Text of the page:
Wednesday, February 10, 2010
When they stepped onto the stage at Boston's Great Scott last night, Phantogram's Sarah Barthel and Josh Carter looked remarkably young and fresh-faced, not unlike the college kids who made up the majority of the crowd. For some reason, I expected the duo to be older—maybe just because the assured songs on their debut full-length Eyelid Movies (released just in time for last night's show) seem to reflect the confidence of long experience.
Phantogram's sound--which whips together bright, ringing guitars, smooth vocals, and dense, hip-hop-esque beats--sometimes reminds me of vintage Portishead or Bowery Electric, minus the feeling of stoned relaxation. Instead, songs like "Bloody Palms" and "Running from the Cops" combine languid melodies with an edgy, beat-driven intensity, while even the slower tracks, like "You Are the Ocean," seem to throb with anxiety. Though a few songs (like album closer "10,000 Claps") sound less fully developed than others, Eyelid Movies makes for a cohesive whole, filled with a compelling, seductive energy.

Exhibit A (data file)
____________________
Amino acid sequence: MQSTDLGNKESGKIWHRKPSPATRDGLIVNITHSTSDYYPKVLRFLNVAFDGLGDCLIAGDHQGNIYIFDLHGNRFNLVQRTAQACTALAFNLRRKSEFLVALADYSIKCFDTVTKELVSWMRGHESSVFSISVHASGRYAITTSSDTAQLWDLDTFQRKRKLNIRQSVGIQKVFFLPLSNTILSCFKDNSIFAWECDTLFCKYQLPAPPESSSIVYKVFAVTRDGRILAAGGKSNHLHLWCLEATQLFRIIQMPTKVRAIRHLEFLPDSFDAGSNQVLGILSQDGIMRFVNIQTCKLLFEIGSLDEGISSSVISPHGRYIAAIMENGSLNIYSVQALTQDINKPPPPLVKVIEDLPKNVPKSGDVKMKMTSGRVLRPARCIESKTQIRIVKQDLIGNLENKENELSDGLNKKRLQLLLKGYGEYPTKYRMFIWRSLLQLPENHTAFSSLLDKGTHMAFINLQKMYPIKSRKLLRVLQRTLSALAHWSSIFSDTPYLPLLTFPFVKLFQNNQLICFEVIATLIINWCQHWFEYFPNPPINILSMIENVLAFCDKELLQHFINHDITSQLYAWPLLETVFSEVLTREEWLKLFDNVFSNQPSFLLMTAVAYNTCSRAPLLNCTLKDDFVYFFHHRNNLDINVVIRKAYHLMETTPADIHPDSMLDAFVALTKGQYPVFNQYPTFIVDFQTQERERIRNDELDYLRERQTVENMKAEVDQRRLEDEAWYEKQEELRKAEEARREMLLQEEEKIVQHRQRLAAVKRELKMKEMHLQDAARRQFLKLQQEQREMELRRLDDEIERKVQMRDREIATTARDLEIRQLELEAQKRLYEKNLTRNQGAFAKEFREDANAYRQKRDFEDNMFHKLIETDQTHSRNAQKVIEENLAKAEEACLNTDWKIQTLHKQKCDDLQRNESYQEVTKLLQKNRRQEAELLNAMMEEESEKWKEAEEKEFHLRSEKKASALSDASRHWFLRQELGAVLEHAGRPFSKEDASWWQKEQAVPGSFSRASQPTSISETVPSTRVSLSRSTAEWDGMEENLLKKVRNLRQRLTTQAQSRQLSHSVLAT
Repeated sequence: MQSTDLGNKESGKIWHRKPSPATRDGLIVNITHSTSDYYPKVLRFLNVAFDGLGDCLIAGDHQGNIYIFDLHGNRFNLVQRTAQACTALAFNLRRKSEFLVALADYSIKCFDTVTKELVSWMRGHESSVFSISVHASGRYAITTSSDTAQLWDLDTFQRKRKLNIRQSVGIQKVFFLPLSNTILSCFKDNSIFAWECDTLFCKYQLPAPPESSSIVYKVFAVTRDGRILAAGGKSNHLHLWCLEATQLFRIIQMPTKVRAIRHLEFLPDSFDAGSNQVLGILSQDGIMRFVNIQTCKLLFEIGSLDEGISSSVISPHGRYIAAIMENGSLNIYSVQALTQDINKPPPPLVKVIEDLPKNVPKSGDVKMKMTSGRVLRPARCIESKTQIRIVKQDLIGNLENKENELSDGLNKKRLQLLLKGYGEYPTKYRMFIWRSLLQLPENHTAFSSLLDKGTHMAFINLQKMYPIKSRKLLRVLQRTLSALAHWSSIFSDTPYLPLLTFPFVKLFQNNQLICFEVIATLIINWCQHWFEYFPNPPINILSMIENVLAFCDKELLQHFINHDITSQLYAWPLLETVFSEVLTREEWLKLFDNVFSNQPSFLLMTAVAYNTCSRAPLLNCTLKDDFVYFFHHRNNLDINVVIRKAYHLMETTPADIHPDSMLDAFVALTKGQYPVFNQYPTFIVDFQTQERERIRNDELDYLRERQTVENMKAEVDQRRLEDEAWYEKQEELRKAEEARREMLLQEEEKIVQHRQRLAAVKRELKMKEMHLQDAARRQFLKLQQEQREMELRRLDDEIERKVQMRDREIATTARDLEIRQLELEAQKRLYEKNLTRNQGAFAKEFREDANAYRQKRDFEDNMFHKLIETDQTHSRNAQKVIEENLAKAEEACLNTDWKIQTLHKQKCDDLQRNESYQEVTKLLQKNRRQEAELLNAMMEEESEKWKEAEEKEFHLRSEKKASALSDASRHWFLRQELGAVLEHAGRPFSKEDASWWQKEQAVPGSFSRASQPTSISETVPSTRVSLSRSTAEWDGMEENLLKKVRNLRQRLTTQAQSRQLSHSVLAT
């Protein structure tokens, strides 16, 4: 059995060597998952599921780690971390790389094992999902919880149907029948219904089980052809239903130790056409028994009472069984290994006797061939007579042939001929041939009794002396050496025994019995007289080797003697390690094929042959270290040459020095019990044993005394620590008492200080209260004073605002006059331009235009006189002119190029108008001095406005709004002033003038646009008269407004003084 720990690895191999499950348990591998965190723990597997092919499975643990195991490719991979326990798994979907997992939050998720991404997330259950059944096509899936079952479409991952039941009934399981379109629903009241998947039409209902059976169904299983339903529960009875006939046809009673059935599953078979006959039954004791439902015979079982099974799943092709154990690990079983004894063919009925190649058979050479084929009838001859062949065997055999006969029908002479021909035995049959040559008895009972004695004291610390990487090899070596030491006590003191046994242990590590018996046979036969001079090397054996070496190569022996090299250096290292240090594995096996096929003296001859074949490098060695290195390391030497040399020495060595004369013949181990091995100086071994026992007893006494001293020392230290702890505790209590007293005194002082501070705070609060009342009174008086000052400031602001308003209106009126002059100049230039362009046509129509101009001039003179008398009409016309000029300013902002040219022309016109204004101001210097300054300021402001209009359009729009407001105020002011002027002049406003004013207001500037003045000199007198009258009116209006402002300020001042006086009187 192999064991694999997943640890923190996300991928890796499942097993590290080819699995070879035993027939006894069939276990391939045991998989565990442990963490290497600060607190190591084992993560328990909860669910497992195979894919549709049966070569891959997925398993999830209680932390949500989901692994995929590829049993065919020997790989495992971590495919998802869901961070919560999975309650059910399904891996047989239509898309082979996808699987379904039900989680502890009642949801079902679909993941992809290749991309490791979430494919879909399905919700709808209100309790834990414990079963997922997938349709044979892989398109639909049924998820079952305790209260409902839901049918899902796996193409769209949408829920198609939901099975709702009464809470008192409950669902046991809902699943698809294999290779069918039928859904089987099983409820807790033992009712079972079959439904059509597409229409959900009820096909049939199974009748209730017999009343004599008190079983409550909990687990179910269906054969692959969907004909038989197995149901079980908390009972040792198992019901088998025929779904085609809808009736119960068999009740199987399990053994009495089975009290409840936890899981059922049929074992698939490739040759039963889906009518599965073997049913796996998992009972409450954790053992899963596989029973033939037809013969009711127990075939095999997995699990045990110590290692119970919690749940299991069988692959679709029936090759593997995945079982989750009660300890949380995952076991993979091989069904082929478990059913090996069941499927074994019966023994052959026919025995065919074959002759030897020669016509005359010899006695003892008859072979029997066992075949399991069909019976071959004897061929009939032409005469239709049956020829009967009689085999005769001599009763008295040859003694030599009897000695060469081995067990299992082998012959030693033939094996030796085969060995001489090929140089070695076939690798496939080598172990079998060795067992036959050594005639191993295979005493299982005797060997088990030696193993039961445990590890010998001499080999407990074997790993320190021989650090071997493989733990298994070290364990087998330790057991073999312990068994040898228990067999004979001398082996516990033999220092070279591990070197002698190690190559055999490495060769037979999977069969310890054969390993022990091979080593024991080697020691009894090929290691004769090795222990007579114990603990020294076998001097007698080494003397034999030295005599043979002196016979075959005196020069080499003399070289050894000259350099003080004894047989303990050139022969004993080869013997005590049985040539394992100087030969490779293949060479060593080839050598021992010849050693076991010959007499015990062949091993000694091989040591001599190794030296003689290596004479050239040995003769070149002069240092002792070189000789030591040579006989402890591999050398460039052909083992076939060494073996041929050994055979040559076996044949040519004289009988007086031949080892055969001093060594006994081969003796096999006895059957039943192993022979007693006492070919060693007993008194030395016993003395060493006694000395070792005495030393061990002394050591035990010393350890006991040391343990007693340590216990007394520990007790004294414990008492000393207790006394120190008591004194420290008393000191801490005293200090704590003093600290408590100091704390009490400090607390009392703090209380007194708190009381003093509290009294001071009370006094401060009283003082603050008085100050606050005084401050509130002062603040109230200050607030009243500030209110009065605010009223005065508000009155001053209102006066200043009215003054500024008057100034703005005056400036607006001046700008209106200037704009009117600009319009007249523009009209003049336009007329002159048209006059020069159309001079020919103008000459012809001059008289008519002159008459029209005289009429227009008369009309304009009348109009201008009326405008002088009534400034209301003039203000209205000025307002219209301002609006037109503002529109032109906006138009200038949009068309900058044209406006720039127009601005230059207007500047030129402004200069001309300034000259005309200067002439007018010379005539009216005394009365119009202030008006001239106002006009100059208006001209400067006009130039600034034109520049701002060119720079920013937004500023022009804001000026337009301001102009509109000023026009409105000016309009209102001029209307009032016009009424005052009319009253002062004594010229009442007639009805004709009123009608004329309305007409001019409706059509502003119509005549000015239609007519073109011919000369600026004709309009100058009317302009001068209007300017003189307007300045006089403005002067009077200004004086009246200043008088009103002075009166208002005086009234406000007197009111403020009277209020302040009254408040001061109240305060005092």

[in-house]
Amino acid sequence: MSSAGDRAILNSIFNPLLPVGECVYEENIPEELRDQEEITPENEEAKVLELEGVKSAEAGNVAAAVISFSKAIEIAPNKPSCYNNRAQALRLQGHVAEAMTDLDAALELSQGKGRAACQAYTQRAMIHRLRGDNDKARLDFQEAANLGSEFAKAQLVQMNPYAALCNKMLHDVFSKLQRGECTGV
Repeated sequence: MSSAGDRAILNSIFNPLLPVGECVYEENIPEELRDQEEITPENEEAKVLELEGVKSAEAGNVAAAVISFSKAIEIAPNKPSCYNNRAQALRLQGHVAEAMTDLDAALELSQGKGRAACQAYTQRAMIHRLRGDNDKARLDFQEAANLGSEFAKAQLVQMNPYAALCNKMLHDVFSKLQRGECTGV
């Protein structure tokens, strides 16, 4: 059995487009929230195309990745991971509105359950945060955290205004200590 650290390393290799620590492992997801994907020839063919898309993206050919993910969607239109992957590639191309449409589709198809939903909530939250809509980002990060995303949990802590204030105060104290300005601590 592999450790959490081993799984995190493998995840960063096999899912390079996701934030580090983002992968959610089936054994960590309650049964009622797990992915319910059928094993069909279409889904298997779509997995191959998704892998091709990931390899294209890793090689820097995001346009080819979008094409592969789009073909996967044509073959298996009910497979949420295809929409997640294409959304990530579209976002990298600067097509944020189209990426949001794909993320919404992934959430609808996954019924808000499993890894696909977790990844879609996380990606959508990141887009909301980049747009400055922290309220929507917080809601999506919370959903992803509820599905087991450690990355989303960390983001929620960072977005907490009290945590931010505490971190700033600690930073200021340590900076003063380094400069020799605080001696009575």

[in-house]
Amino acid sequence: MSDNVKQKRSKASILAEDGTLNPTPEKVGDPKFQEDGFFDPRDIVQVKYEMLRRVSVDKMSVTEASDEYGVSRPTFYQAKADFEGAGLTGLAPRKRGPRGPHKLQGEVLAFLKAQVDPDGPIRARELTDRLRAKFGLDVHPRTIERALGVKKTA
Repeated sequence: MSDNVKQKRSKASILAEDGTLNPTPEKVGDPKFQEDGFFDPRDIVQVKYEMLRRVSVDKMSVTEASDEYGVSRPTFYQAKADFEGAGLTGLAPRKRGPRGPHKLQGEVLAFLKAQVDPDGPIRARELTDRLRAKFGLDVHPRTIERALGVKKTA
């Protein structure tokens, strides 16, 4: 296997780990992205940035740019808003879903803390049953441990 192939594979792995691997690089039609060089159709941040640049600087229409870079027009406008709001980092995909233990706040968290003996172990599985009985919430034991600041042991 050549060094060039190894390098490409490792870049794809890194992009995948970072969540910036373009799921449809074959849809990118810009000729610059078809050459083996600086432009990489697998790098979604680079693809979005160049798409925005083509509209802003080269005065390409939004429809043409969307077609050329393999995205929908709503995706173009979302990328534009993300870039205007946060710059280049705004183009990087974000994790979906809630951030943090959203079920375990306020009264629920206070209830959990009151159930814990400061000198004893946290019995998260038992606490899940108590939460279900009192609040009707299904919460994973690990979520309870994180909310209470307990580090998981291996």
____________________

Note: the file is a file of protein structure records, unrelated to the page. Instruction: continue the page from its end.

That energy was on full display last night at the show, when a small but adoring crowd danced, bounced up and down, sang along, and otherwise displayed their devotion. It may have been the band's relative inexperience that brought a slight initial tentativeness to their live show; it took them a few songs to really pick up the energy from the album. Still, for a two-person band (Carter on guitar and vocals, Barthel singing and dancing behind a daunting bank of synthesizers) Phantogram generated a remarkably big sound. They saved "When I'm Small" for last, and with good reason: it's probably the best song they've written yet, and it sounded incredible live, closing the show with a sexy, energetic swagger. As time goes on, I have no doubt they'll be able to harness that potential over a long-lasting career.
Download "When I'm Small" on MP3
- Anna K